Langley Advance Times is offering this weekly feature, call it “At Your Service.”
It’s another forum in which to put questions to our local politicians about key issues facing our community and its residents.
Using a basic question-and-answer format, elected officials will be asked one question at a time and given the opportunity to respond (to a maximum of 250 words) on that said issue.
Alternating between elected groups, Langley City and Langley Township councils, Langley School Board, Langley MLAs, and Langley MPs each have a chance to participate.
The answers provided will be published in their entirety online each Sunday.
Langley City councillors are being asked: Will inflation affect the City’s budget and result in higher taxes this year and in coming years?
Mayor Val van den Broek
A. The City budget is definitely affected by inflation and while we try to forecast as much as possible to lessen the burden on taxpayers, there are numerous items to be considered.
Here are just two examples:
As inflation pushes up the costs related to capital construction, such as road paving, parks improvements, or underground infrastructure repairs, tax dollars will not go as far.
Additionally, as we are in the service industry and have an amazing living wage staff, union contract negotiations can be affected during inflationary times as unions fairly negotiate to keep wages in line with the associated increased cost of living.
Langley City strives to transfer a certain amount of tax revenue each year to reserves to address these potential future costs while taking inflation into account.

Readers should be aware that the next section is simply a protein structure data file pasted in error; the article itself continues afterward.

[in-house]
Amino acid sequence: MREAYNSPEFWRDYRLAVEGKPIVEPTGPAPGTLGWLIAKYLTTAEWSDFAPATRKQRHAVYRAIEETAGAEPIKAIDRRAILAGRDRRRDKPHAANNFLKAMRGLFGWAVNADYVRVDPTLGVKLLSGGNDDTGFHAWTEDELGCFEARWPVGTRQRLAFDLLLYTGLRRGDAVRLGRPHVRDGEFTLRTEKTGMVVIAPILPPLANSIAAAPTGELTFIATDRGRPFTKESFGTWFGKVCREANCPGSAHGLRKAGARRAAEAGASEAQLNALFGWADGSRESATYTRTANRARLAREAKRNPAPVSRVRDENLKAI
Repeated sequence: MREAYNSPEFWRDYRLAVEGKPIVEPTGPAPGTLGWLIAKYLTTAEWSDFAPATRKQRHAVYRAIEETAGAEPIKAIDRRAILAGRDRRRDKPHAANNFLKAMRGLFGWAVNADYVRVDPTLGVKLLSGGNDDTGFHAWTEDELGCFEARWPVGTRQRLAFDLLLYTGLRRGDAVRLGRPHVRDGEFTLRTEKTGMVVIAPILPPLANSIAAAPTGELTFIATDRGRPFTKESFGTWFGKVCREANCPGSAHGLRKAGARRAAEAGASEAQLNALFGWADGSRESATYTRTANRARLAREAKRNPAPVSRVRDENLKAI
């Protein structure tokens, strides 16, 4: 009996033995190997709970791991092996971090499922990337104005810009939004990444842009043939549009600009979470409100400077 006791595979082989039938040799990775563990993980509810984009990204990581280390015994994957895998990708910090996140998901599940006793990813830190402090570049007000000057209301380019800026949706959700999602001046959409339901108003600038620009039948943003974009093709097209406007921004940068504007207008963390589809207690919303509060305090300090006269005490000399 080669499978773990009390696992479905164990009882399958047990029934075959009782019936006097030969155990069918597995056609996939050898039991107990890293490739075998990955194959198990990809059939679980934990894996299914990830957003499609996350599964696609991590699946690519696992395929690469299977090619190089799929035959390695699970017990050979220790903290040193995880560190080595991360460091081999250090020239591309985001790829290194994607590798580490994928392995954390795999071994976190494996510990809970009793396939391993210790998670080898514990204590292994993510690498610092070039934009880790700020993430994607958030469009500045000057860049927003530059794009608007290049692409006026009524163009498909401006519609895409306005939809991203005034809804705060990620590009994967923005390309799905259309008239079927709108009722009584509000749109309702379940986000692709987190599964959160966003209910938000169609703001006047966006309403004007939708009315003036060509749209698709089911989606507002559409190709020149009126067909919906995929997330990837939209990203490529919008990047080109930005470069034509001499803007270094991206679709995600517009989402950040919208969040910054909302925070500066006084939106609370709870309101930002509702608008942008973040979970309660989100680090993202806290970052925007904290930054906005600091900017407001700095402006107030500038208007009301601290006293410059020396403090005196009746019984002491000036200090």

By carefully reviewing every line item to identify any areas of tax savings, council and staff have worked hard to offset as many inflationary costs as possible, and we will continue to do that.
Ultimately, we are proud to have achieved an overall tax increase of 3.94 per cent in 2022.
Councillor Paul Albrecht
A. Of course, inflation affects all of us in so very many different ways, from goods and services to products, clothing, food, all our basic needs and the City will be no different.
Municipalities provide a service to our residents and inflation will have an effect on how we provide those services, as well as the associated costs.
The other issue that we need to keep top of mind is the effect of climate change. This past year alone, we witnessed the devastation of flooding, the heat dome, and wildfires. The effects on our economy will not be truly known for a few years, but we need to recognize it and be prepared.
So, the short answer is yes, taxes will increase due to inflation, as well as other community needs. But, I can assure you that City staff and council closely examine the use of our tax dollars to ensure that the best interests of our community now and in the future are considered.
Councillor Teri James
A. Increased taxes are inevitable year after year. These decisions made by elected people are necessary to continue the essential services that every municipality requires, and what the hard-working, tax-paying citizens in our community expect.
Honestly for me, determining a fair and manageable tax increase is the most difficult part of being an elected official and it’s not getting any easier.
Inflation definitely plays a part. But, this year is unprecedented because BC Assessment increased property values across the board, and at an extremely high rate. There are also other factors we haven’t experienced before that are extremely challenging, as well. Every year our dedicated City staff are faced with the responsibility of making sure that inflation and all necessary service increases are considered, while looking at the future needs of a growing community.
This is then presented to council, and we must digest all the needs and determine the necessary tax increase. When a tax increase is considered, I recognize that this impacts everyone from the seniors who have made Langley City their home and are on a fixed income to the young families considering Langley City as their potential new place to grow their family – and every citizen in between.